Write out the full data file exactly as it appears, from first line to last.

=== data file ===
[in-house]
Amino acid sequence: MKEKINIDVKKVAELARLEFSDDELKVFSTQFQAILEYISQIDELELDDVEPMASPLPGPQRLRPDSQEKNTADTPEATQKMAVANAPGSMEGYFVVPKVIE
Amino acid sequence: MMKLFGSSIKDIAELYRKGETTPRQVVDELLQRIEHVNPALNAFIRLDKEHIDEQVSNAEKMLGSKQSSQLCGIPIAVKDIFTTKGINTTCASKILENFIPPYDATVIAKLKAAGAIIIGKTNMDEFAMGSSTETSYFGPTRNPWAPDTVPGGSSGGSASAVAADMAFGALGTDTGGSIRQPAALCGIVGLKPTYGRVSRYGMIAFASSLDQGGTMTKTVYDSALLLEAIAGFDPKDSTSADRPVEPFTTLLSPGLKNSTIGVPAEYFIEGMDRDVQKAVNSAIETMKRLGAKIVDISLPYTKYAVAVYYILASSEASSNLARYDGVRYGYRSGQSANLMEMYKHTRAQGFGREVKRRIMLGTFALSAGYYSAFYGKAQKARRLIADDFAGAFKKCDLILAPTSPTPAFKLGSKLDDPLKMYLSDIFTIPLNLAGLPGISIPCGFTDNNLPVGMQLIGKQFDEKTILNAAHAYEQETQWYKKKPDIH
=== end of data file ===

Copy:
[in-house]
Amino acid sequence: MKEKINIDVKKVAELARLEFSDDELKVFSTQFQAILEYISQIDELELDDVEPMASPLPGPQRLRPDSQEKNTADTPEATQKMAVANAPGSMEGYFVVPKVIE
Amino acid sequence: MMKLFGSSIKDIAELYRKGETTPRQVVDELLQRIEHVNPALNAFIRLDKEHIDEQVSNAEKMLGSKQSSQLCGIPIAVKDIFTTKGINTTCASKILENFIPPYDATVIAKLKAAGAIIIGKTNMDEFAMGSSTETSYFGPTRNPWAPDTVPGGSSGGSASAVAADMAFGALGTDTGGSIRQPAALCGIVGLKPTYGRVSRYGMIAFASSLDQGGTMTKTVYDSALLLEAIAGFDPKDSTSADRPVEPFTTLLSPGLKNSTIGVPAEYFIEGMDRDVQKAVNSAIETMKRLGAKIVDISLPYTKYAVAVYYILASSEASSNLARYDGVRYGYRSGQSANLMEMYKHTRAQGFGREVKRRIMLGTFALSAGYYSAFYGKAQKARRLIADDFAGAFKKCDLILAPTSPTPAFKLGSKLDDPLKMYLSDIFTIPLNLAGLPGISIPCGFTDNNLPVGMQLIGKQFDEKTILNAAHAYEQETQWYKKKPDIH